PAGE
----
A Reform-Driven System

Via this ambitious strand of work, we seek to deepen and strengthen the K–12 system’s capacity to deliver quality education to every child, based on rigorous standards and ample choices, by ensuring that it possesses the requisite talent, technology, policies, practices, structures, and nimble governance arrangements to promote efficiency as well as effectiveness.

In May 2015, a coalition of stakeholders from business, philanthropy, and education organizations in Cincinnati announced a new public-private partnership called Accelerate Great Schools (AGS). AGS’s goal is to grow the number of high-quality seats in Cincinnati by developing and expanding schools and models that deliver outstanding results for kids. On Wednesday afternoon, AGS announced the recipients of its first two grants.

The first, worth $128,000, will support Cincinnati Public Schools’ (CPS) work with TNTP (formerly known as The New Teacher Project) on attracting, supporting, and developing school principals and assistant principals. As we’ve written before, school leadership is critically important, especially given how difficult it is to recruit and select strong candidates. At an event in October, we heard from Dayton Public Schools Superintendent Lori Ward that it’s particularly difficult for large urban districts to recruit and retain effective principals. Heather Grant, from the Aspiring Principals Program in the Cleveland Metropolitan School District, emphasized the importance of ongoing support and development. Thanks to AGS, principal recruitment and development are about to get a whole lot better in Cincinnati. The new CPS grant will assess how the district handles recruiting,...

Editor's note: For a summary of noteworthy content from contenders' proposals, read "Some great ideas from our ESSA Accountability Design Competition."

Under the newly enacted Every Student Succeeds Act (ESSA), states now face the challenge of creating school accountability systems that can vastly improve upon the model required by No Child Left Behind. To help spur creative thinking about how they might do so, and also to inform the Department of Education as it develops its ESSA regulations, the Fordham Institute is hosting an ESSA Accountability Design Competition. (Details here.)

We were thrilled to receive more than two dozen proposals from policy experts, academics, teachers, and students. On Tuesday, February 2, we’ll see ten of these submissions presented on the Fordham stage. (RSVP here.) Participants will pitch and defend their proposals in front of a live audience and an American Idol-style panel of judges.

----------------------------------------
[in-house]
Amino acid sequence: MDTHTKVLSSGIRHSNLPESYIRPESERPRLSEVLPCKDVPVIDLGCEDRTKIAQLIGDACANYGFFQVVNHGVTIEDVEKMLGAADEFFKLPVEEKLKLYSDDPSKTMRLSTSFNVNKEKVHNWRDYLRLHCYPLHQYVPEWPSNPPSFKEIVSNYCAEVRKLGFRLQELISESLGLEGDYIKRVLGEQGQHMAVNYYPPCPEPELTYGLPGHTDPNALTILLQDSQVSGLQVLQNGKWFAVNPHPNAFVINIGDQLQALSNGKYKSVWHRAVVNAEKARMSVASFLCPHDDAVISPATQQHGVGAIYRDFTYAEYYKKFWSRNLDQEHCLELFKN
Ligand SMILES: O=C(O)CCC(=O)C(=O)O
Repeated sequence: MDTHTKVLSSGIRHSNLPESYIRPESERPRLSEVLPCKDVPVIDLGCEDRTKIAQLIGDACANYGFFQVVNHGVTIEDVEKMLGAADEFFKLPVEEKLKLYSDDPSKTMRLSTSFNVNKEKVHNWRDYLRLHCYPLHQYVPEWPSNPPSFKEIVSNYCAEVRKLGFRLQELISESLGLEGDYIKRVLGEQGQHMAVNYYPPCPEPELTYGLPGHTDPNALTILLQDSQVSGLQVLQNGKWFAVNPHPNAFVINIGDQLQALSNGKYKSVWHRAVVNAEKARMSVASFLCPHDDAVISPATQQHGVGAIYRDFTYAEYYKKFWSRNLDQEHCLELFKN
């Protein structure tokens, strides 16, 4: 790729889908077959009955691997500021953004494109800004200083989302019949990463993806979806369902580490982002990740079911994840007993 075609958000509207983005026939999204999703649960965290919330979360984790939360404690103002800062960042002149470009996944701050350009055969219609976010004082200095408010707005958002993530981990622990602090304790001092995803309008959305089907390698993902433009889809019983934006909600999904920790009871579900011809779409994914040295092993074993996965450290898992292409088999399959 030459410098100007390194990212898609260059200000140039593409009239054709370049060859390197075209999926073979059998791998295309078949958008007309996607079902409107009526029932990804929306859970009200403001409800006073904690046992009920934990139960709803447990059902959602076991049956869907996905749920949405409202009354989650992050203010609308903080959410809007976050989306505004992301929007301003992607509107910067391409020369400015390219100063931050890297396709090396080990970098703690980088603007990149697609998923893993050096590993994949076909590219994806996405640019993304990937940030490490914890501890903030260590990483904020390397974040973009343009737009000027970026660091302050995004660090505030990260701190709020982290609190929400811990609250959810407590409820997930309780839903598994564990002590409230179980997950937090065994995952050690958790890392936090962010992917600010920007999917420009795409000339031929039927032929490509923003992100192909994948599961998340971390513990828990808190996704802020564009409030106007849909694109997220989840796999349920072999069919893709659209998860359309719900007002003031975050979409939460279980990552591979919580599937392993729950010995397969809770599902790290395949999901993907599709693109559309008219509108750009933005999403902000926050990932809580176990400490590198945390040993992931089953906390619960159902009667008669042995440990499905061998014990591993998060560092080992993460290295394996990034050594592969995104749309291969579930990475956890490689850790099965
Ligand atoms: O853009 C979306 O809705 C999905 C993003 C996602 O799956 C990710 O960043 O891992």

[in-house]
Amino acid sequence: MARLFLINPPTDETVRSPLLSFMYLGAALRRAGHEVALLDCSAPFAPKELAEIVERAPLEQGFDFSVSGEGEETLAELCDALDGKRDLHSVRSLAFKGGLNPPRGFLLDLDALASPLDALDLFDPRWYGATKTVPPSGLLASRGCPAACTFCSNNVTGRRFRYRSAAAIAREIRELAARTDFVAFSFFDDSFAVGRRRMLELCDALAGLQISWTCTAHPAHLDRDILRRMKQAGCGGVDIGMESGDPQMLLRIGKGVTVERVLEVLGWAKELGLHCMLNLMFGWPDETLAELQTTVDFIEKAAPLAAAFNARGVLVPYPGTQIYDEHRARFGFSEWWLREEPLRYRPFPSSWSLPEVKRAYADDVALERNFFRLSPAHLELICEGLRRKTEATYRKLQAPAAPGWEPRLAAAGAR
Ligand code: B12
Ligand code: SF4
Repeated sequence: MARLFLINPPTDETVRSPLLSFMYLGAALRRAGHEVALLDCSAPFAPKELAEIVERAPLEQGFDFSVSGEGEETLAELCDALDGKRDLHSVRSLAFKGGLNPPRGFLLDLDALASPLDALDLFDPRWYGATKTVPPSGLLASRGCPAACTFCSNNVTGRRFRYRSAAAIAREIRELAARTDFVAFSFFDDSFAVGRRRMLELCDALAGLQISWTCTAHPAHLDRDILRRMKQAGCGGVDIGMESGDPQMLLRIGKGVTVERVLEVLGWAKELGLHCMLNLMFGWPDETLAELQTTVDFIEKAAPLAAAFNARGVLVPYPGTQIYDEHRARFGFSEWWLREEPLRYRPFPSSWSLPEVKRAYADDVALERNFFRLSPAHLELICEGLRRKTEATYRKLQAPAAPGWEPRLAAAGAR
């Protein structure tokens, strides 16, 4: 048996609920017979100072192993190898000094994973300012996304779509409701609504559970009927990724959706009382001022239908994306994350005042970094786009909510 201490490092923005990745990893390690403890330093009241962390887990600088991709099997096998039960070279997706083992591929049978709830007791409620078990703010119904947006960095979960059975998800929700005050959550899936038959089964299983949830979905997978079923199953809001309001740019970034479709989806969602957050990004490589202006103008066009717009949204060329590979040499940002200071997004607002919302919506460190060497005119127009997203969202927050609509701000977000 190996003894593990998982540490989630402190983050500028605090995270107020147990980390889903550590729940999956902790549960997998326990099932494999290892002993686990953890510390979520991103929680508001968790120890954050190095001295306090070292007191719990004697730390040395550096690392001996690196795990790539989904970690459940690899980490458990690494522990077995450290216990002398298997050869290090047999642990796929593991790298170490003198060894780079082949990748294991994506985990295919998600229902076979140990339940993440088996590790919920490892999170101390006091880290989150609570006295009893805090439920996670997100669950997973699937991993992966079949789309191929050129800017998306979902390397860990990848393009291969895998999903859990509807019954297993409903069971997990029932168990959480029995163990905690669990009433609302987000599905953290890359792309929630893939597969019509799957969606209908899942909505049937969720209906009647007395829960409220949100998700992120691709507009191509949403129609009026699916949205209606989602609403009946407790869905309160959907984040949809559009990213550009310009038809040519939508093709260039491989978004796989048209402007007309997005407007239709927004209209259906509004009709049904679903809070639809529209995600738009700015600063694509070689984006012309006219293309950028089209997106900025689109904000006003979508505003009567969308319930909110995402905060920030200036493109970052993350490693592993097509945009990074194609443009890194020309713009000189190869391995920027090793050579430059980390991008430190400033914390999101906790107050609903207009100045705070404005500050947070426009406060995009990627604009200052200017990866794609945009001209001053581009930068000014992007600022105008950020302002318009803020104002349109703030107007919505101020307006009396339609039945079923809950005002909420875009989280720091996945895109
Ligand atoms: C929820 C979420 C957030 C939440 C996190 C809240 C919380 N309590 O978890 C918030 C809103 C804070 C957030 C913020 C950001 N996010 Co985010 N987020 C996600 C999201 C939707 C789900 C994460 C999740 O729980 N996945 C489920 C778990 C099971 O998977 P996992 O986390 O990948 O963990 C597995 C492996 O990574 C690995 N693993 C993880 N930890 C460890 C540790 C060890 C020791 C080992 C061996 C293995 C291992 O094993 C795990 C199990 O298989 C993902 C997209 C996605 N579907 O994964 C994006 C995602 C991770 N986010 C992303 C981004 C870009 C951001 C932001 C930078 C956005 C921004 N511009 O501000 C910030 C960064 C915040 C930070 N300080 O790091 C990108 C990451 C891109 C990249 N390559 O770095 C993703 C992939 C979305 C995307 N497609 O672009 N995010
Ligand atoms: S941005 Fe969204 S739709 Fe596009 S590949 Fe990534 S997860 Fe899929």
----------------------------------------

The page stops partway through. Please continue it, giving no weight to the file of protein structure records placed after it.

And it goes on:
So why these ten? I chose candidates that I found to be a) particularly well designed; b) especially creative; and/or c) that raised important issues for the Department to consider in the regulatory process. I also aimed to include a variety of voices, including students and teachers. (Their authors also had to...

The standard argument holds that improving education will improve the nation’s economy. A new study from the National Bureau of Economic Research not only affirms this argument but also demonstrates just how big the economic effects of school improvement could be.

From the start, it’s clear that this paper differs from its predecessors. Previous studies examined human capital and its effect on states’ economic development by measuring school attainment (high school graduation). This study points out that attainment is an imperfect yardstick—it incorrectly assumes that increased levels of schooling automatically suggest increased levels of knowledge and skills. A better way to determine the relationship between education and economic value is to measure a different outcome: achievement. Since “no direct measures of cognitive skills for the labor force” exist, the authors craft their own. They start by constructing an average test score for each state using NAEP, then adjust the test scores for different types of migration (interstate and international among them) in order to offset the high mobility of our population.

Hanushek, who has published multiple studies linking economic activity with enhanced educational output, offers several scenarios in his latest report. If every state improved to the level of...

A new CALDER study examines whether student-teaching experience affects both later teaching effectiveness and the likelihood of leaving the profession.

Dan Goldhaber and colleagues analyzed data from six university-based teacher education programs in Washington State that, together, graduate roughly one-third of the state’s teachers. They assembled an impressive data set that included information on teacher candidates’ cooperating or supervising teachers and where their internships or student-teaching occurred; administrative data on race, gender, experience, educational background, and teaching endorsements; and data on the schools in which they were trained and the schools in which they were hired. The sample included individuals who had completed their student-teaching between 1998 and 2010, comprising approximately 8,300 trainees.

Note that (as Goldhaber et al. repeatedly stress) these are descriptive findings, not causal ones, because the analytic models can’t account for the non-random sorting of teachers to schools and teaching positions.

There are three key findings: First, teachers who student-taught in schools with low levels of teacher turnover are less likely to leave teaching.

Second, teachers appear to be more effective when the student demographics at their schools reflect those of the schools in which they student-taught. For example, students in high-poverty schools are predicted to...

  • Career and technical education is one of the best weapons in the reformer’s arsenal. It’s a proven gateway to post-secondary credentials and skilled jobs, which can’t be taken for granted when so many of our high school graduates find themselves unprepared for college and career. The Gadfly was apoplectic when Arizona Governor Doug Ducey green-lit $30 million in cuts to the state’s CTE programs last year, reducing their funding by nearly 50 percent. These classes obviously benefit the ninety thousand students they serve annually, but they’re also a boon to the local and regional economies, which profit immensely from a domestic source of coveted technicians and tradesmen. It’s great news for all, therefore, that veto-proof majorities in both houses of Arizona’s state legislature are ready to pass legislation repealing the cuts. If ever there was a case of government electing to be pennywise and pound-foolish, it was this.